WHO’S WHITE? WHO CARES?

A few weeks ago, Rachel Dolezal stepped down as president of the Spokane, Washington chapter of the NAACP. Ms. Dolezal claimed to be—and still identifies as—Black. However, she is the child of Caucasian parents. I’ll let African Americans decide whether or not they’re offended. But I do share something in common with Ms. Dolezal: I don’t identify as white.

There’s nothing wrong with being white. Some of my best friends and all that. But being Jewish, I identify primarily with all Jews regardless of their genetics. The Jewish people are Caucasian, Black, Latino and Asian. Maybe a few Native Americans. And mixtures. Loads of mixtures. Jews come from the Arab world and India, too. Are they white? Other? I have no idea. I simply don’t care who’s white and who isn’t. It’s just that being white’s not my thing.

I’m not alone in this thinking. Remember the 1990s TV hit Northern Exposure? Each Thanksgiving, Native Americans in the fictional Alaskan town of Cicely pelt “whites” with tomatoes. Dr. Joel Fleischman (Rob Morrow) protests. He’s Jewish. White people—Russians—persecuted his ancestors in the Tsarist Empire. No tomatoes for him. Then there’s the Ku Kux Klan and its ilk. All espouse white pride along with hatred of Jews. Dylan Roof, the alleged killer of nine African-Americans at Charleston, South Carolina’s Emanuel AME Church, wrote a manifesto. He not only ranted against Blacks but also cited “the Jewish problem and other issues facing our race.”

A statement by Chip Johnson, the common-sense columnist for the San Francisco Chronicle, bolsters my point. In his June 16 piece on Rachel Dolezal, Johnson wrote: “Throughout history there have been light-skinned African Americans, people of mixed race and those of Jewish heritage [italics mine] who have passed for white to escape oppression, improve their prospects or simply to survive.” Johnson’s comment leads me to believe that I’m not the crank I may appear to be.

Ethnic makeup and identity certainly can be complex. In my novel Flight of the Spumonis, Jimmy Q, who accompanies 13-year-old Marco Spolini on a cross-country journey, is equal parts Chinese, Native American, Jewish and African American. The world pigeonholes him as Black, so that’s how Jimmy sees himself. He knows that puts him behind the eight ball, so he persuades the white Marco to hit the road with him.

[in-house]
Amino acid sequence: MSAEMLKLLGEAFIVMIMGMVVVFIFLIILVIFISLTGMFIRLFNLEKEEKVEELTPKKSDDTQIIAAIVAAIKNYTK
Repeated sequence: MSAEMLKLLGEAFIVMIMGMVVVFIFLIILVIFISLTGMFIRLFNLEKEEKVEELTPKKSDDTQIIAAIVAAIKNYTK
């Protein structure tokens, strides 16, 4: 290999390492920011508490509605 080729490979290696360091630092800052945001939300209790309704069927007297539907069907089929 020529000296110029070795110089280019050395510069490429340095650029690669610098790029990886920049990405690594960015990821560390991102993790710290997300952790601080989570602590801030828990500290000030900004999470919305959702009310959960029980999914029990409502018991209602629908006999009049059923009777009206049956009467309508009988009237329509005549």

Racism, of course, can work both ways, changing colors like a chameleon. Some Latinos, Asian Americans and Native Americans—people from ethnic groups who’ve had precious little to do with each other—band together with African Americans under the banner “People of Color.” They assail “white privilege.”

Being white has been and still is an advantage in American society. But people don’t get to pick their genetics. Many leveraging “white privilege” study, work hard and, while succeeding, open their hearts to all of their fellow Americans. The opponents of “white privilege” see skin, hair and eyes, not human beings.

Is race a social construct? Given the large number of Americans with mixed genetics, that’s becoming true. Whether or not race means anything, it should never be taken as the equivalent of species. Whatever our colors or features, we’re all part of the same human family. That should privilege all of us

Read the first two chapters of FLIGHT OF THE SPUMONIS here at www.davidperlstein.com. You can get a signed copy from me—$20 plus $3 postage if required—or order a soft cover or e-book at Amazon.com.

To respond, click on “comments” above then go to the bottom of the article.

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2 Comments


  1. Claudia
    Jun 26, 2015

    This is a risky thing to write. Congratulations on your courage! You will get a lot of feedback, and it will bring the trolls out of the woodwork, so I applaud your daring.

    I am about 99% in agreement with you. I am Jewish, half of Sephardic descent, and grew up in Mexico. I am born in the US, am fair-skinned (though not in an ethnically Anglo way), and I am fluent in Spanish. My neighbor was born in Mexico, is as prototypical Mexicana as they come, came here when she was two, and sounds like a valley girl. She calls herself an American. I call her an American. I call myself an American.

    I am bi-cultural, multi-lingual, and proud of all of my heritages. But I am never Latina enough, Jewish enough, White enough for anyone who would restrict inclusion. And therein lies the rub. The “white” people worried about “white privilege” are those who want to see racism end. Racists don’t think of it in terms of privilege, but rather as a “right.” And for them, you and I will never be white enough. But when I go rent a house, no one asks. It’s all good.

    In conclusion, it’s your conclusion I support most strongly. But again, that’s the legacy of Jewish Civil Rights, so ignored in all the Black/Jewish issues. “Whether or not race means anything, it should never be taken as the equivalent of species. Whatever our colors or features, we’re all part of the same human family. That should privilege all of us.” Well said.


    • David
      Jun 26, 2015

      Thanks, Claudia. Awaiting the trolls. But who knows? Maybe they’re hesitant.

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